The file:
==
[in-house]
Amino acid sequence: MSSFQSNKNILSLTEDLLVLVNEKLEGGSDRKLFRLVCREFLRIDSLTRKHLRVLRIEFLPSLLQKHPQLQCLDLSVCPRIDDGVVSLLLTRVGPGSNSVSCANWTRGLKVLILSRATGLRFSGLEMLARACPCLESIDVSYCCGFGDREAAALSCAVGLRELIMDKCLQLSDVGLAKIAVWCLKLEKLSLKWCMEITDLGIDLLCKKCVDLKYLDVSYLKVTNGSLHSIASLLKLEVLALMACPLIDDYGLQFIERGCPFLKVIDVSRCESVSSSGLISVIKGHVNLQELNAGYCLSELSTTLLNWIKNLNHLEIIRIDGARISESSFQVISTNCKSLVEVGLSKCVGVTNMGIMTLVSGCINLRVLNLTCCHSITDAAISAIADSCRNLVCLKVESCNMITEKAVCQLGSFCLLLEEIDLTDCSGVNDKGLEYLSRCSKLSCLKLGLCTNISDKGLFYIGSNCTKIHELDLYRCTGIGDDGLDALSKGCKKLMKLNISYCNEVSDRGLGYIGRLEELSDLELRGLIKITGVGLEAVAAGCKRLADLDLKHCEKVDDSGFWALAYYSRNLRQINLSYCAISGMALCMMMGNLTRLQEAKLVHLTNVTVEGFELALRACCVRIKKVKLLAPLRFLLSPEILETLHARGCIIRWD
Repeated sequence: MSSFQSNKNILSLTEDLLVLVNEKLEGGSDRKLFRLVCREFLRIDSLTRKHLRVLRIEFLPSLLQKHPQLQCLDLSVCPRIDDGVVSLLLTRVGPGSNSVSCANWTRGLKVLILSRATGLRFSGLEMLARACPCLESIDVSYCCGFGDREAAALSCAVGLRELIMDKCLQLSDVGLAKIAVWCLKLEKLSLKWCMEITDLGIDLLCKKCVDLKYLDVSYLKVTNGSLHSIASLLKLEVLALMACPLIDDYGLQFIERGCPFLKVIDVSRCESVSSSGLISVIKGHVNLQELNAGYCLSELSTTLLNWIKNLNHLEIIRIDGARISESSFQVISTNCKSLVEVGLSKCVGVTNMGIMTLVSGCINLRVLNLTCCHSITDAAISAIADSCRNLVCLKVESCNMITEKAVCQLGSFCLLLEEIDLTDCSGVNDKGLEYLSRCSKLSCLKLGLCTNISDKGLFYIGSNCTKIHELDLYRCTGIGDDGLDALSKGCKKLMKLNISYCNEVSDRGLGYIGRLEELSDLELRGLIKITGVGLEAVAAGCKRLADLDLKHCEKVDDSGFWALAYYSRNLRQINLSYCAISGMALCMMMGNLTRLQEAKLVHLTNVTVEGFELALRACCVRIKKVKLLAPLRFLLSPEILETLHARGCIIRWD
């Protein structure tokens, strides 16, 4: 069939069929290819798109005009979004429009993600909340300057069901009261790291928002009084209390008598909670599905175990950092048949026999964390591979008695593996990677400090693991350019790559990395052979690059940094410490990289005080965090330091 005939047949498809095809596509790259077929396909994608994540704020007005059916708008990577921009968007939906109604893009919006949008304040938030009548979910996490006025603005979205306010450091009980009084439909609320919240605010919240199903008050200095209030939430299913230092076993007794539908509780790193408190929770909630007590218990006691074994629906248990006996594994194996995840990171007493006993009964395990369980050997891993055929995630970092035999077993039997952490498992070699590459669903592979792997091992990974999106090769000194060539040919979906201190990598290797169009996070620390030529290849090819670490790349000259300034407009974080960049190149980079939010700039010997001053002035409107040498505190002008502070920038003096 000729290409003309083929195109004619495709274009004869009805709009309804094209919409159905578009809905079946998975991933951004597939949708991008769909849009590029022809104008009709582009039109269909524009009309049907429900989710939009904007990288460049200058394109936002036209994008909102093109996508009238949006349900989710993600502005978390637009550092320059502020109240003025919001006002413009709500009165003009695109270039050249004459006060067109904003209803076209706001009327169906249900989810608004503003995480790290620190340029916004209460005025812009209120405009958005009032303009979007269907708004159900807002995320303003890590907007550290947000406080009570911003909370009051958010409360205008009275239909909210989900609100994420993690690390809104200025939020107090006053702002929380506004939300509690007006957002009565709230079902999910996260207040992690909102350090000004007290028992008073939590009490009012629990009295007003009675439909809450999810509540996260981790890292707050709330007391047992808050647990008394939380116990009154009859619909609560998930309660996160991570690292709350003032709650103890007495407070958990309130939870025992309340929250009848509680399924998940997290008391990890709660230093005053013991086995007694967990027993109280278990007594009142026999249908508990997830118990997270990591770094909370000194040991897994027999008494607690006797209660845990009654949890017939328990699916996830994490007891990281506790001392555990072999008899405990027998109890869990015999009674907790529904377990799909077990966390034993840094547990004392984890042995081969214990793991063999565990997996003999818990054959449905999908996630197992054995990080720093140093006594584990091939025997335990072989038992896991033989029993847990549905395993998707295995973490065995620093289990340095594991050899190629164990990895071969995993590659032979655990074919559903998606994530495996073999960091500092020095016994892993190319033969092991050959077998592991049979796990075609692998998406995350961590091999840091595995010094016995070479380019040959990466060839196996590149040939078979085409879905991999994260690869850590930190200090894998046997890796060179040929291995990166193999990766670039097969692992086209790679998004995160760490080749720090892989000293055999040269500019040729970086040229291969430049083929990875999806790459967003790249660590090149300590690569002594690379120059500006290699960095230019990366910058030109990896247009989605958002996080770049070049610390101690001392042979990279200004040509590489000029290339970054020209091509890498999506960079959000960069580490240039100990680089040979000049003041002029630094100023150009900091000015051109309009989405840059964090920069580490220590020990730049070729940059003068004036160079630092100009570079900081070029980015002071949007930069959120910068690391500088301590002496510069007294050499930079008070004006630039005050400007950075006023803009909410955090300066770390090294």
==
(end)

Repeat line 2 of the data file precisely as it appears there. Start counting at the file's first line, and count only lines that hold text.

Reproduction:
Amino acid sequence: MSSFQSNKNILSLTEDLLVLVNEKLEGGSDRKLFRLVCREFLRIDSLTRKHLRVLRIEFLPSLLQKHPQLQCLDLSVCPRIDDGVVSLLLTRVGPGSNSVSCANWTRGLKVLILSRATGLRFSGLEMLARACPCLESIDVSYCCGFGDREAAALSCAVGLRELIMDKCLQLSDVGLAKIAVWCLKLEKLSLKWCMEITDLGIDLLCKKCVDLKYLDVSYLKVTNGSLHSIASLLKLEVLALMACPLIDDYGLQFIERGCPFLKVIDVSRCESVSSSGLISVIKGHVNLQELNAGYCLSELSTTLLNWIKNLNHLEIIRIDGARISESSFQVISTNCKSLVEVGLSKCVGVTNMGIMTLVSGCINLRVLNLTCCHSITDAAISAIADSCRNLVCLKVESCNMITEKAVCQLGSFCLLLEEIDLTDCSGVNDKGLEYLSRCSKLSCLKLGLCTNISDKGLFYIGSNCTKIHELDLYRCTGIGDDGLDALSKGCKKLMKLNISYCNEVSDRGLGYIGRLEELSDLELRGLIKITGVGLEAVAAGCKRLADLDLKHCEKVDDSGFWALAYYSRNLRQINLSYCAISGMALCMMMGNLTRLQEAKLVHLTNVTVEGFELALRACCVRIKKVKLLAPLRFLLSPEILETLHARGCIIRWD